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Oxford’s Worcester College accepts all UK students with an offer of a place, regardless of A-Level results

The Entrance to Worcester College null Sir William Nicholson 1872-1949 Purchased as part of the Oppé Collection with assistance from the National Lottery through the Heritage Lottery Fund 1996

Worcester College, Oxford by Sir William Nicholson

Worcester College Oxford has said it will take all students with offers of a place, irrespective of their A-level grades.

The college website posted:


“Many members of our college community and beyond have expressed their concern for the potential impact of  A-level results on this year’s incoming students.

“At Worcester we made offers in 2020 to our most diverse cohort ever, and in response to the uncertainties surrounding this year’s assessment, we have confirmed the places of all our UK offer-holders, irrespective of their A-level results.”

The college was praised for the quick decision as the Government comes under pressure over this year’s results.

Because of the coronavirus pandemic, vital end-of-year exams have not been taken by sixth formers.

This year’s results have been “standardised” by a computer algorithm based on mock exam scores.

Thousands of students have been given lower grades that they expected – spoiling their chances of going to a university of choice.

Many students took to social media to praise the Worcester decision.

One posted to Twitter:

“This is an absolutely outstanding move by Worcester College.

“Demonstrates real vision and leadership when so many other institutions are shutting out bright, capable students because an algorithm told them to.”

Another posted: “This is incredible!

“So wonderful to see an Oxbridge college putting students first and fighting for the diversity of its students.

“Let’s hope for a domino effect!”

Professor Laura Ashe, Tutor for Admissions at Worcester College, Oxford, said:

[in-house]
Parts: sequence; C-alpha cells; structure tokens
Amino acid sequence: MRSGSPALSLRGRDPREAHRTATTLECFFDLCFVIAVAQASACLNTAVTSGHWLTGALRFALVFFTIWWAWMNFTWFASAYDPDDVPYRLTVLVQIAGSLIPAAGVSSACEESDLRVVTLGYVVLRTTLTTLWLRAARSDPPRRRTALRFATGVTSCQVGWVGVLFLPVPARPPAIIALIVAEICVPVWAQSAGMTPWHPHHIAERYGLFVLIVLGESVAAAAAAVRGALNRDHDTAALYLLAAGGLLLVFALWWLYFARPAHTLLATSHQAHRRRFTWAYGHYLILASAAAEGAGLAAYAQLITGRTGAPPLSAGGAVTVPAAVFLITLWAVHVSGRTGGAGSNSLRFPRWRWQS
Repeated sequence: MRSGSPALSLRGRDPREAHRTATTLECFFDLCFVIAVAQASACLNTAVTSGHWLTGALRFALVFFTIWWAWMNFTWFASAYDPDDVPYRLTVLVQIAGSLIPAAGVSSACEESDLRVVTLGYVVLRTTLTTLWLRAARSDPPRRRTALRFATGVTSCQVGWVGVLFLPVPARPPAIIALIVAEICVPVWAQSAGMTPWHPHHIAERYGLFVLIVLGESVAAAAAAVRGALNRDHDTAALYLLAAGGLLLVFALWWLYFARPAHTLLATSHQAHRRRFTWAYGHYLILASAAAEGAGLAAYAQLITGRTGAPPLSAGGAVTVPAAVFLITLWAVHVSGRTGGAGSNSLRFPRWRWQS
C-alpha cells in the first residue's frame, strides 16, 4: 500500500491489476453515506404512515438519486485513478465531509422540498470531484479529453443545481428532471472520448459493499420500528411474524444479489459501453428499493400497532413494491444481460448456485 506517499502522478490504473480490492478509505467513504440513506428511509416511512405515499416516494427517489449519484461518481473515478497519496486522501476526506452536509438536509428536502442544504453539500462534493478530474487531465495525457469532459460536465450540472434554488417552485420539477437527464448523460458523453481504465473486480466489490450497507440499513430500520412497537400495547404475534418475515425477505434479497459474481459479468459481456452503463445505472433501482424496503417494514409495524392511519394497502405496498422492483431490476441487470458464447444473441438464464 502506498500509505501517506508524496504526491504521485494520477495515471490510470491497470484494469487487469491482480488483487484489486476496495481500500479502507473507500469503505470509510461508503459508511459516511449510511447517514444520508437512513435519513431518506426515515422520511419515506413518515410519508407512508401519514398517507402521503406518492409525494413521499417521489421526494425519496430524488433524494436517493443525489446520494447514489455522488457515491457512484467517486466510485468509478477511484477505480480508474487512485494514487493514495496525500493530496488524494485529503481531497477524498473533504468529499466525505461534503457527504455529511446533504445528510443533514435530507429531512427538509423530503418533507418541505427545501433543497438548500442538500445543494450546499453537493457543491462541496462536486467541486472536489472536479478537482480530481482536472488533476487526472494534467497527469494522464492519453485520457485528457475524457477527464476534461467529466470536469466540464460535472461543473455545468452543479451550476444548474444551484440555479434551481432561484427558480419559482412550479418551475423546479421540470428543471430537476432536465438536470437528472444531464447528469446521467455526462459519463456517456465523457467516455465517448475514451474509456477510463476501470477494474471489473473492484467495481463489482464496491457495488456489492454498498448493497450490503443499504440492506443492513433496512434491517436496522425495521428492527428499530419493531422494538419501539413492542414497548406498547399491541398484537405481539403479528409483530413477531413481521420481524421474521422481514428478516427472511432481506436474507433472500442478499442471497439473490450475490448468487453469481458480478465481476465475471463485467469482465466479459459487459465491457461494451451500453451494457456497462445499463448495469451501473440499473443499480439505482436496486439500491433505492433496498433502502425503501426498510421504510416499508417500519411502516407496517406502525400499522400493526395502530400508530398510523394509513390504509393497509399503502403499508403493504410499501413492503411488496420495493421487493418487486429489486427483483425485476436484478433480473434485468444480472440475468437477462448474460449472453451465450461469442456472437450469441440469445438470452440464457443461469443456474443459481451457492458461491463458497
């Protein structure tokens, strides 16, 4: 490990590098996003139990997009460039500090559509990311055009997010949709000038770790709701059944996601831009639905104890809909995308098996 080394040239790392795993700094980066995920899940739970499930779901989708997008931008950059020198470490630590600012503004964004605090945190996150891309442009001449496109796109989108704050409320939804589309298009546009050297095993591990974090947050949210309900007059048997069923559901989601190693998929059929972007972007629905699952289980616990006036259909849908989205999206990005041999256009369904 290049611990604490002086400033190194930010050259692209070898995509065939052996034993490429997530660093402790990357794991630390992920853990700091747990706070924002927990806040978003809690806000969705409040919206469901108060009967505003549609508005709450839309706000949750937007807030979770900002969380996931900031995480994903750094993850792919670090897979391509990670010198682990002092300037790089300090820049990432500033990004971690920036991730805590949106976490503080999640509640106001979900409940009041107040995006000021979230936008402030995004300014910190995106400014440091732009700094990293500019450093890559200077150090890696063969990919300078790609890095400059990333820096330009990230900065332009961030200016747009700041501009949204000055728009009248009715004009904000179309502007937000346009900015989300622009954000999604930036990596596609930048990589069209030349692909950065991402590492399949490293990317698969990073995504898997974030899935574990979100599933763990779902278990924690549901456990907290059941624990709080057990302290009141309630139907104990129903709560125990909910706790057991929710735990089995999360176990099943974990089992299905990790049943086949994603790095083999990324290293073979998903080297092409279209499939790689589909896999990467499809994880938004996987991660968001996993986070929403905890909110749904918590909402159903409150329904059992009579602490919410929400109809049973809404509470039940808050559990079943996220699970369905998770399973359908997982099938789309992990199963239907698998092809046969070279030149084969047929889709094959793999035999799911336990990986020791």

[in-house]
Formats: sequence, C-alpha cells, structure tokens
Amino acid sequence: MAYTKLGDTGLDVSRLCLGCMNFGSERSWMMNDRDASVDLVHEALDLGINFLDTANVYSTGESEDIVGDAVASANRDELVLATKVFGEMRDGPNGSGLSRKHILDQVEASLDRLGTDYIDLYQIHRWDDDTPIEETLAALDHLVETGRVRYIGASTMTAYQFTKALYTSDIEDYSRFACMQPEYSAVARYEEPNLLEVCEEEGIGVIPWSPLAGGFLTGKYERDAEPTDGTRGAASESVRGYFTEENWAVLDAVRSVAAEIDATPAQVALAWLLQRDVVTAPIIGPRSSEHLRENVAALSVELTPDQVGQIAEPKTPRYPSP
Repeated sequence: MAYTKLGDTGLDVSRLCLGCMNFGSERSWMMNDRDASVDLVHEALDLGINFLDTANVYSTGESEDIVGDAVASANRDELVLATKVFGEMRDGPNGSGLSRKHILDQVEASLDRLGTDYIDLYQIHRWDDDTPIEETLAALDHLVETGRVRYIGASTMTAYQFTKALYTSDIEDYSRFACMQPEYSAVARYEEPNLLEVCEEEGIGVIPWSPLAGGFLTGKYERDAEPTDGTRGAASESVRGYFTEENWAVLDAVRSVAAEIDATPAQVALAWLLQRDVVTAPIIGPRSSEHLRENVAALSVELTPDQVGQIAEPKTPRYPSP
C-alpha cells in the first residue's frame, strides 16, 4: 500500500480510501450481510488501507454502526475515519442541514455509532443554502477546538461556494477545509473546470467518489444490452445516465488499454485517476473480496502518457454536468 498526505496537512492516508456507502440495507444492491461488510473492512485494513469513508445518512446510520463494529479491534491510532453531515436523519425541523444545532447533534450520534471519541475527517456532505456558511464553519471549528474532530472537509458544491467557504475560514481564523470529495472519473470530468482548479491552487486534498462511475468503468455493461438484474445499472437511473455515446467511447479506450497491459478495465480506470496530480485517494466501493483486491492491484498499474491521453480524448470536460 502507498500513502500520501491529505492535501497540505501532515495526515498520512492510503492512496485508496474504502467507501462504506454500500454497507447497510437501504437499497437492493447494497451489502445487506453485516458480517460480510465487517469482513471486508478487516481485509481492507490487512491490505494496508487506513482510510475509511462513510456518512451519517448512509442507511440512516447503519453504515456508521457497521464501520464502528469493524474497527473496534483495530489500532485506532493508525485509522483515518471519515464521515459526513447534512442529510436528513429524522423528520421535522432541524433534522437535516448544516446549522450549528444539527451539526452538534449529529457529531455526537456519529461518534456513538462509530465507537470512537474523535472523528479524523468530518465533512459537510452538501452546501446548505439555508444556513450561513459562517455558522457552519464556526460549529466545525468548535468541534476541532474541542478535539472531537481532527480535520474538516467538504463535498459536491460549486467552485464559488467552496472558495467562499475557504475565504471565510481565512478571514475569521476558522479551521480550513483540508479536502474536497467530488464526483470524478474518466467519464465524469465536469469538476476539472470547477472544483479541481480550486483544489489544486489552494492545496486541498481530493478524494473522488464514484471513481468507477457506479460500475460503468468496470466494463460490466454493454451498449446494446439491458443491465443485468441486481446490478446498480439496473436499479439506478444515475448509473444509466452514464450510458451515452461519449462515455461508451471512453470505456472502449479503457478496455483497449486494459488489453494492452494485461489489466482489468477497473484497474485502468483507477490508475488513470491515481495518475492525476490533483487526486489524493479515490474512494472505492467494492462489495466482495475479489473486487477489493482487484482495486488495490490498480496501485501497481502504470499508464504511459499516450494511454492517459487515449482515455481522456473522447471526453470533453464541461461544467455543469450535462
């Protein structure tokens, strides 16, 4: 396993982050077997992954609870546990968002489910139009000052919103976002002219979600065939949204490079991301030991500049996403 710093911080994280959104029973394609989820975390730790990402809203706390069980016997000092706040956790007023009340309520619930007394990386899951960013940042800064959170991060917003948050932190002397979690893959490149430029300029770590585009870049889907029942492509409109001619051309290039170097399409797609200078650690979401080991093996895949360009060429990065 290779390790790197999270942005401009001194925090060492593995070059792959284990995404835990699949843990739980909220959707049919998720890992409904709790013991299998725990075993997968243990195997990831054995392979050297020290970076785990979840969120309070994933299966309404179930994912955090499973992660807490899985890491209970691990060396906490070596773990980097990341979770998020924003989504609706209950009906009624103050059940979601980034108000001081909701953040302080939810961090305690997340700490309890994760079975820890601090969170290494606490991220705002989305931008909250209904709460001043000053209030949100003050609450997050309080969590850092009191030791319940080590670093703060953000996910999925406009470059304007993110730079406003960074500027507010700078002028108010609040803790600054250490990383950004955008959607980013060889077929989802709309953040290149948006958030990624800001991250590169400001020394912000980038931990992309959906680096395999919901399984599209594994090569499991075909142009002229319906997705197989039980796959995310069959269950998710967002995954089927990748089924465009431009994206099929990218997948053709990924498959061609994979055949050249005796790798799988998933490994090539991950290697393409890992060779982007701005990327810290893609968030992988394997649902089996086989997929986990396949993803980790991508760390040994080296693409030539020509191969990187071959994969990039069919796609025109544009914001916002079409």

“In a normal year we over offer a bit and we assume that some people won’t make their grades and then we don’t accept them.

“But when A-levels were cancelled and we realised this was going to mean that none of these students were going to actually be taking these exams we felt that we weren’t going to have any new information that reflected directly on their ability or their potential.

“So, we took the view at that point that we were going to need to find a way to make places for all these people.

“Groups of students that were underrepresented at Oxford, students who come from more disadvantaged backgrounds were disproportionately affected by this year’s grades.

“It was announced just quite recently by Ofqual that the prior performance of schools was going to play a key role in how that grades were calculated and that means if someone is the brightest person their school has ever seen their grade was going to be pulled down by the fact other people in earlier years hasn’t performed as well.

“And that seemed wrong for us.”

Universities Minister Michelle Donelan has told universities to hold places for applicants challenging A-level grades until the outcome of their appeal is known.












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